Just a brief Halloween post for all you goblins and ghouls out there.
There’s a new trend hitting the streets, and its aim is to educate! No longer must your bedsheet-covered toddler stand idly by and accept the tasty but unethical sweets foisted upon him or her on Halloween night by well-meaning but ignorant adults. No, this year your little ghostlet can do something to show how much he cares about his fellow young ‘uns in the tropics. He can give those adults a piece of his mind by giving them a delectable piece of fair-trade candy in exchange for their cheap slave-labor Hershey bar…(and don’t worry, my etiquette rulebook clearly states that tact is essentially equal in value to delicious chocolate, thereby making this exchange neutral on the tact-o-meter).
Read this article from Grist  to find out what it’s all about:
For most of us, Halloween has a strong association with candy. When you’re little, you get to dress up and run around your neighborhood collecting it for free. When you’re a bit older, you get to dress up, get drunk, and buy it steeply discounted on Nov. 1. And when you’re a parent, you get to supervise kids on their candy-collecting mission, and sneak some after bedtime. Along with all this candy is the sense that, however old you get, Halloween signals a brief return to innocence.
Well, here’s news that might clear the mist from your eyes and leave a bitter taste in your mouth (and not the good, super-dark-chocolate kind): Your Halloween candy is keeping the child slave trade in Africa alive.
About half of the chocolate eaten in the U.S. comes from the Ivory Coast, where documented instances of forced child labor on cocoa farms persist despite a decade of pressure on chocolate companies to implement better oversight. And because corporations like Hershey’s (which has recently been found to be exploiting workers here in the U.S. , too) and Cadbury manufacture their products using beans from all over the world that get mixed together, it’s highly likely that any chocolate bar you unwrap is made with at least some cacao grown by underage workers with little in the way of rights or compensation.
The U.S. State Department estimated that over 100,000 children work on Ivory Coast cocoa farms, and 10,000 of those could be victims of trafficking or enslavement, said Kelsie Evans, chocolate products coordinator for Equal Exchange , a fair trade co-op. A Knight-Ridder investigation  in 2001 first gave the issue wide exposure, portraying the lives of boys as young as nine, who perform the backbreaking work of harvesting cocoa beans, while receiving beatings, inadequate meals, and little or no pay in return. Public pressure after the revelation led to the creation of the Harkin-Engel Protocol [PDF], which major chocolate companies signed in a pledge to create, by 2005, some kind of certification system to avoid exploiting child labor. But the deadline’s been delayed again and again, as companies have pushed back to weaken the protocol and hold up what Evans calls “token efforts” to demonstrate progress.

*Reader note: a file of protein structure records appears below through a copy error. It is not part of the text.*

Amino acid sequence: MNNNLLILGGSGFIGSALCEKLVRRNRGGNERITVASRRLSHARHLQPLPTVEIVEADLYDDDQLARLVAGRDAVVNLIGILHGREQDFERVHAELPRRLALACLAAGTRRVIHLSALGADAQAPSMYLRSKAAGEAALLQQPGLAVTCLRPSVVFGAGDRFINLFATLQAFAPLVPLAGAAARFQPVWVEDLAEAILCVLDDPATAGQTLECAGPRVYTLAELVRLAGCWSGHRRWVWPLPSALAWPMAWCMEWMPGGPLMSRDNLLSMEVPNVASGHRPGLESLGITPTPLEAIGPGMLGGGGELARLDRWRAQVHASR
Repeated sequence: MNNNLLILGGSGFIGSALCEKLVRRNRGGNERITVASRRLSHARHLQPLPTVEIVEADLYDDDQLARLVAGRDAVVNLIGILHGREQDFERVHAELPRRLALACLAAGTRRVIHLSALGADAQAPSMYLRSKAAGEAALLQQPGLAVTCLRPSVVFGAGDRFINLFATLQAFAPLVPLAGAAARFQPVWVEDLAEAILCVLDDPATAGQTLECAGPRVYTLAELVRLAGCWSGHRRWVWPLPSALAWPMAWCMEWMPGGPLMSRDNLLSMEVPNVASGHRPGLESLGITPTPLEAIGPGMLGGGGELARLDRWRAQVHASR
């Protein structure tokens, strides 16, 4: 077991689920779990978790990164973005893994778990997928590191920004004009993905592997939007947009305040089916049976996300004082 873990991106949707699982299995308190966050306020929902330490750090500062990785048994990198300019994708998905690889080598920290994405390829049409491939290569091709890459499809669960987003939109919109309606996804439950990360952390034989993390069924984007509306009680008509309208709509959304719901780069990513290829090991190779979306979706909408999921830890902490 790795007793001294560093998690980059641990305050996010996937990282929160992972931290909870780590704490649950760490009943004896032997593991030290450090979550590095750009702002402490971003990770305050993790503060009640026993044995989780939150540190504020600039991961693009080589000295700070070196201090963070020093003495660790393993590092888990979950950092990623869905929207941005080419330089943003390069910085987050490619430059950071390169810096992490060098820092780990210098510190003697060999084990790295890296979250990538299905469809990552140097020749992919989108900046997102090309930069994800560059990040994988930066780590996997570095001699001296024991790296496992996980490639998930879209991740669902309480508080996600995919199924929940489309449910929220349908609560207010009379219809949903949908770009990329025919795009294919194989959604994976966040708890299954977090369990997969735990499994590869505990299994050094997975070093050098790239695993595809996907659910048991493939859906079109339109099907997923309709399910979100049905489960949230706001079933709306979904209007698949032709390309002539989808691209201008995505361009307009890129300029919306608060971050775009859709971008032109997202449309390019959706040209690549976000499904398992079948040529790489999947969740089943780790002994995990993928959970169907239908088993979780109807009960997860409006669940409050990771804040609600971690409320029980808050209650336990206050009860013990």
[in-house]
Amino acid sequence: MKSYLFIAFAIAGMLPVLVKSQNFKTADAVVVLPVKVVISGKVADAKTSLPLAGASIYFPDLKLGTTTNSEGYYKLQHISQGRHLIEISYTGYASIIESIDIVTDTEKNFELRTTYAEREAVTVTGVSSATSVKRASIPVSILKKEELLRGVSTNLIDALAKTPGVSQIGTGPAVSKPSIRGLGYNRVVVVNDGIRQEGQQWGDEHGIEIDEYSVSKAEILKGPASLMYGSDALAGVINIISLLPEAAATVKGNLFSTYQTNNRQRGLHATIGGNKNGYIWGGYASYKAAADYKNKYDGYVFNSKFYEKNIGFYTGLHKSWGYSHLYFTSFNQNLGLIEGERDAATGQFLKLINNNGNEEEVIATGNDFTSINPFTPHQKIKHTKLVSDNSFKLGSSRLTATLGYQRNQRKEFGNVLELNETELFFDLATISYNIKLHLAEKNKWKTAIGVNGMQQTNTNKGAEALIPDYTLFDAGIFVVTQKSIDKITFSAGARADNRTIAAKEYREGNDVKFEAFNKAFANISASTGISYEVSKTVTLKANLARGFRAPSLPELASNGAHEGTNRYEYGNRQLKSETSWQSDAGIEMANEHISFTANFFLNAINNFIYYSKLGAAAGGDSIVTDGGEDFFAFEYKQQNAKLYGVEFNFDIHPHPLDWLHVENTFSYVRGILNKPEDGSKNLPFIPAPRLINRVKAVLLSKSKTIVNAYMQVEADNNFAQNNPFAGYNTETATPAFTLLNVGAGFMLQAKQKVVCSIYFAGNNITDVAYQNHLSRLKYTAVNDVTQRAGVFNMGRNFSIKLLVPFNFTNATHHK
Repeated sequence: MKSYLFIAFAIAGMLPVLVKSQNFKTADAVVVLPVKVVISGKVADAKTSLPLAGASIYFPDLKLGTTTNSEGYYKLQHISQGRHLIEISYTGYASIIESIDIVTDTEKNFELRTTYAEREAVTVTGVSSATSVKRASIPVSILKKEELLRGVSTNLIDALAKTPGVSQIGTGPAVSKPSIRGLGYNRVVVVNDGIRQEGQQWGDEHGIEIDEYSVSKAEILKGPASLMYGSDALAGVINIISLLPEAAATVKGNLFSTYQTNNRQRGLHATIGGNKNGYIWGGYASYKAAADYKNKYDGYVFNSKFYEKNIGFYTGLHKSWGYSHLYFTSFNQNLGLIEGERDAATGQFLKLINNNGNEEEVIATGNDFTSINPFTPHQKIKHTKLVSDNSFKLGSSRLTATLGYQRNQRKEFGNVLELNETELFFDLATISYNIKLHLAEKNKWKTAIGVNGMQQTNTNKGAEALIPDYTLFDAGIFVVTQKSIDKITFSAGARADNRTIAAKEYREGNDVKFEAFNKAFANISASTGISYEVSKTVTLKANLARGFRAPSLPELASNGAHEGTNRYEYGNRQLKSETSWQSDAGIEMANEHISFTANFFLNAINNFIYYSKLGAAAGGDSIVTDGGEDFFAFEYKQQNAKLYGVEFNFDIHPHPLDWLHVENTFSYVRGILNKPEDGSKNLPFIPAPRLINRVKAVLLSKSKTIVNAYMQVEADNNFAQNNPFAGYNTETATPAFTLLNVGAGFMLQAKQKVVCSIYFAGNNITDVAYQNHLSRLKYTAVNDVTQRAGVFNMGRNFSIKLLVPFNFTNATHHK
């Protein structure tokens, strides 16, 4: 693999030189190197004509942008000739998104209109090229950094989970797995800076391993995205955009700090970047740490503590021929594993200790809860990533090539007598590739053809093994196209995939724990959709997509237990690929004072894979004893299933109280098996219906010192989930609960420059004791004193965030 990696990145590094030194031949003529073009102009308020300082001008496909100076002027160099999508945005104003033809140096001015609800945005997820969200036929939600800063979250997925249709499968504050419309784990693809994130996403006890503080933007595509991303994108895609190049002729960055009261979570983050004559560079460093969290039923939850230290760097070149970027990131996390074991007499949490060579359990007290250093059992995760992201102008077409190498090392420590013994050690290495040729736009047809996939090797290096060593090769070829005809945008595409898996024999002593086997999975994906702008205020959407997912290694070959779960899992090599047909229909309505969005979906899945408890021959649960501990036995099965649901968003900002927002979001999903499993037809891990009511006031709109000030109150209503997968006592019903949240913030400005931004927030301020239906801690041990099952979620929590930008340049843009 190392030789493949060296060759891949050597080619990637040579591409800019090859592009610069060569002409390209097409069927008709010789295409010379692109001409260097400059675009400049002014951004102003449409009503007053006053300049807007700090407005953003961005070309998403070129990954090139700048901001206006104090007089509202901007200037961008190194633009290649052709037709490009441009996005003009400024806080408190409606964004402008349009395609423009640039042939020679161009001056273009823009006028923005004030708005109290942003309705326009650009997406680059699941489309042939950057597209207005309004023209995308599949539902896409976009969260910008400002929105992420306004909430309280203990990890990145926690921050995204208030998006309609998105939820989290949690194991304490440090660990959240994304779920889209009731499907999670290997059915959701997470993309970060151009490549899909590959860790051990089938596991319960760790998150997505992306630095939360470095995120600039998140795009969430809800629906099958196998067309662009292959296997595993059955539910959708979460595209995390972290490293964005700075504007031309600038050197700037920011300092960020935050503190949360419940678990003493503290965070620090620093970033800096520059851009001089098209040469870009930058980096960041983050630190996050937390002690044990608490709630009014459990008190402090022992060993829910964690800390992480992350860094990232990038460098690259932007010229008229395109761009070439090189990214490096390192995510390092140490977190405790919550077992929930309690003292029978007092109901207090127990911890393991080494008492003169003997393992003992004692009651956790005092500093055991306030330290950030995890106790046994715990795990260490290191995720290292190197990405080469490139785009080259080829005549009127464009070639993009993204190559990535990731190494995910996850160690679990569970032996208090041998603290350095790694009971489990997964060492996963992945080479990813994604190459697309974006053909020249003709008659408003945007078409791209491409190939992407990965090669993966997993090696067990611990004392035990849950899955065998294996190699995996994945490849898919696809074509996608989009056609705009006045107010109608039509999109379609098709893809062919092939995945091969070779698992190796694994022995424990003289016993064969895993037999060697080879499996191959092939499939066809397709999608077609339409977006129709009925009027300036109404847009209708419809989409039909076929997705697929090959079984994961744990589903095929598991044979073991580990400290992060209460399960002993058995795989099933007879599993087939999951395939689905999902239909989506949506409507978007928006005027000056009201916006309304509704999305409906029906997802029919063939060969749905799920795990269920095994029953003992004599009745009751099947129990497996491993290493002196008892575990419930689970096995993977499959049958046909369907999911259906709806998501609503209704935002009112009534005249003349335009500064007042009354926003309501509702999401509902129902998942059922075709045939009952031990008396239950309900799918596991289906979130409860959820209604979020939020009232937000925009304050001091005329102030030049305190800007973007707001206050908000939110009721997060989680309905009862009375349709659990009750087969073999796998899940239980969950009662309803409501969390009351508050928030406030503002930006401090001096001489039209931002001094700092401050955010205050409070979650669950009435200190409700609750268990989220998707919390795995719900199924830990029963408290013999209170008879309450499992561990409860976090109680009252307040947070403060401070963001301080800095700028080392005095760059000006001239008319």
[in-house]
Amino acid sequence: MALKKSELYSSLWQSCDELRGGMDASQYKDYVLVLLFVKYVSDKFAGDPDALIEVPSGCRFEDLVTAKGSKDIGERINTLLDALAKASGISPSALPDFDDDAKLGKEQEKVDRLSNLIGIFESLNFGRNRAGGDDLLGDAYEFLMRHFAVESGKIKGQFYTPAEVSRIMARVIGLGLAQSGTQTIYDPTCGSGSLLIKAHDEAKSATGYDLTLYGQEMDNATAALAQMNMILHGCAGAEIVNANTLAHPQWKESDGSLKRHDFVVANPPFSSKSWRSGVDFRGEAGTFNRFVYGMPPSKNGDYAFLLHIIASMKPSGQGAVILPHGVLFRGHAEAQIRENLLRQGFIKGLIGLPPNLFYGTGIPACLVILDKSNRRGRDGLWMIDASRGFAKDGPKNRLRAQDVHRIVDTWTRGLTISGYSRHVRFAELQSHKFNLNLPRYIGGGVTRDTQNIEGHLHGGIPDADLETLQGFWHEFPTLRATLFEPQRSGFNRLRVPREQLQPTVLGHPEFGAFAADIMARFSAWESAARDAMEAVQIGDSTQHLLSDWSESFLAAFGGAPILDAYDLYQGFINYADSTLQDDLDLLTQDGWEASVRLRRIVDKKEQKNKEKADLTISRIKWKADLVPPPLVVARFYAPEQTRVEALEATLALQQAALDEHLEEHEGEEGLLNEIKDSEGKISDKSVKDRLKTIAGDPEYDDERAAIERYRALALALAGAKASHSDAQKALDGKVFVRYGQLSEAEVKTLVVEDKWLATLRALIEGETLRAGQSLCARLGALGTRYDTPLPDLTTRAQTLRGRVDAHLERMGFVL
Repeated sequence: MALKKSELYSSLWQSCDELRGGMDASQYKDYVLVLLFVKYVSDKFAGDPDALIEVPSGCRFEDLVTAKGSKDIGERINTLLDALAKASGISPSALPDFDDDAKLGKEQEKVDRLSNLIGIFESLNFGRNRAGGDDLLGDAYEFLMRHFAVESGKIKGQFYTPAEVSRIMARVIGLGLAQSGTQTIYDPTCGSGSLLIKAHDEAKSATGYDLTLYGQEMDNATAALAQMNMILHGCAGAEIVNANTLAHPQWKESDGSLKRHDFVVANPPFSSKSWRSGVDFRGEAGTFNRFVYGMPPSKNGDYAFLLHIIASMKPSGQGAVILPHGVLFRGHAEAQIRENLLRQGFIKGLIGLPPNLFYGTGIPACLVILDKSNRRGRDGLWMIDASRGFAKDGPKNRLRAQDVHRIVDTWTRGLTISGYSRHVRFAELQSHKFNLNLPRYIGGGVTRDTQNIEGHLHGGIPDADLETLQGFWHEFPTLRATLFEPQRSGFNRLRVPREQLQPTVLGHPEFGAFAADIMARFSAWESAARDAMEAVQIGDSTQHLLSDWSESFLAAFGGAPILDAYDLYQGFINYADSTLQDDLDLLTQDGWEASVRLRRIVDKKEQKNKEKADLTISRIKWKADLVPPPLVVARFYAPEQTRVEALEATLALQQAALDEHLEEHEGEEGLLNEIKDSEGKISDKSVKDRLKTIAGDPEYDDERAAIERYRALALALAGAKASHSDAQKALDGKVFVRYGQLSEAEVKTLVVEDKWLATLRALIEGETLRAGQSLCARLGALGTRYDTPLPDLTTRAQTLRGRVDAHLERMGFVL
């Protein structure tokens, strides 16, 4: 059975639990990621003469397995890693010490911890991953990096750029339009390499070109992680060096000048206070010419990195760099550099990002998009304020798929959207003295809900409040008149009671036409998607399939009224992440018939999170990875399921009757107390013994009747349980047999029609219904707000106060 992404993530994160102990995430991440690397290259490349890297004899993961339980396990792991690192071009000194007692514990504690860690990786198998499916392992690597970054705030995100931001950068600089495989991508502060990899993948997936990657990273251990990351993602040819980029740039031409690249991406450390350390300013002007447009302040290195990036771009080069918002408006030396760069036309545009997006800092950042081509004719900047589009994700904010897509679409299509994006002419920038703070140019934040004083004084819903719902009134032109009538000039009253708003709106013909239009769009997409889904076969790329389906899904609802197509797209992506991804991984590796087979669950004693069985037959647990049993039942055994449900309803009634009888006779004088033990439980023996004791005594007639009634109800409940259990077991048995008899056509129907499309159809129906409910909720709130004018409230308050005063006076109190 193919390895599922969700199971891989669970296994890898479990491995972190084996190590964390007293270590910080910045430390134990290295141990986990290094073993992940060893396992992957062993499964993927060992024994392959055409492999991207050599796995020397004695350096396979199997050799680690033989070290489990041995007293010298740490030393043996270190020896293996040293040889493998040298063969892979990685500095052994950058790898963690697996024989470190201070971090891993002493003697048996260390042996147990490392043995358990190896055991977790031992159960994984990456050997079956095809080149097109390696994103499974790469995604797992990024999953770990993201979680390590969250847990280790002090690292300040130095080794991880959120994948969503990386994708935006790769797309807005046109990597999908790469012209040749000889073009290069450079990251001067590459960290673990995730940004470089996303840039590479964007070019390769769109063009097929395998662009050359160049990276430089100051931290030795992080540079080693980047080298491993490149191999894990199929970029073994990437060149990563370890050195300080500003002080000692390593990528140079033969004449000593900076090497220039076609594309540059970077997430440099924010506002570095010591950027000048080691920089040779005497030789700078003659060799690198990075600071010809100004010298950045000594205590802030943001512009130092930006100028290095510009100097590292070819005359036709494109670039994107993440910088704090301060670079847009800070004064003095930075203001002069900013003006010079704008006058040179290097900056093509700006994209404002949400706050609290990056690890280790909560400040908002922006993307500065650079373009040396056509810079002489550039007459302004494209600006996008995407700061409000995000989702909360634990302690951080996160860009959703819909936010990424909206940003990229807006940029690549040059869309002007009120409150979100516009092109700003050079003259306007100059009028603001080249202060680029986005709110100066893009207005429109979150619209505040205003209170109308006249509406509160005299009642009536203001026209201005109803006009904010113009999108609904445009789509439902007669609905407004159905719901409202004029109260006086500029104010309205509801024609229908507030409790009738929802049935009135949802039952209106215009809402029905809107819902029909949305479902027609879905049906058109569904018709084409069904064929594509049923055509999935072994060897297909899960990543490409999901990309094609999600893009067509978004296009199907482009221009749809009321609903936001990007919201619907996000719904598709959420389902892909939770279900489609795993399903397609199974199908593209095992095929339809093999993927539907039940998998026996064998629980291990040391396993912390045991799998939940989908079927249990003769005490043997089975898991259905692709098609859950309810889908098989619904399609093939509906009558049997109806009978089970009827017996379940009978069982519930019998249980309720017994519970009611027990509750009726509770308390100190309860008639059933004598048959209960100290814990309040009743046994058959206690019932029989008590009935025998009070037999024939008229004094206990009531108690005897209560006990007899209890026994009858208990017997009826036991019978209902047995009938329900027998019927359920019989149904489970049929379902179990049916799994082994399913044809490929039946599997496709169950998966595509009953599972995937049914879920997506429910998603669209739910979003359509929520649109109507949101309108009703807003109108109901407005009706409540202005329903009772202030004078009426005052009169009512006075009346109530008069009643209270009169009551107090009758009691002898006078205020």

“They’ve long claimed that certification transparency is not possible, or [they] can’t verify what’s happening on the ground,” says Evans. “But I think what Equal Exchange and other fair trade companies have shown is that you can [verify it].”
Equal Exchange sources organic cacao beans from small-scale family farming cooperatives in Latin America. And, while Evans acknowledged that it would require a transition period for a large chocolate company to change its practices, she pointed out that there’s currently an abundance of farmers with fair-trade ingredients to sell.
So what can you do to spread the word about Big Chocolate’s dirty secret? Boycotting Halloween would be a major buzzkill — and might actually hurt more than it would help . “It’s definitely a heavy, scary topic that is not as much fun to talk about for a product that’s seen as such a source of joy,” Evans said. That’s why Equal Exchange has teamed up with human rights organization Global Exchange to promote the fifth annual Reverse Trick-or-Treating  campaign, which invites families to trick-or-treat as usual, but hand back small fair-trade chocolates in exchange for their loot — a simple public awareness campaign with added power because the message comes from children whose peers on the other side of the world are enduring a real-life hardship.
“It’s a creative way to approach a big, complex, and depressing problem,” adds Evans.
If candy’s not your thing, take this opportunity to learn about another essential nutrient: coffee!
“In each cup of coffee we drink the major issues of the twenty-first century—globalization, immigration, women’s rights, pollution, indigenous rights, and self-determination—are played out in villages and remote areas around the world. In Javatrekker: Dispatches from the World of Fair Trade Coffee, a unique hybrid of Fair Trade business, adventure travel, and cultural anthropology, author Dean Cycon brings readers face-to-face with the real people who make our morning coffee ritual possible.”
Check out Javatrekker  today.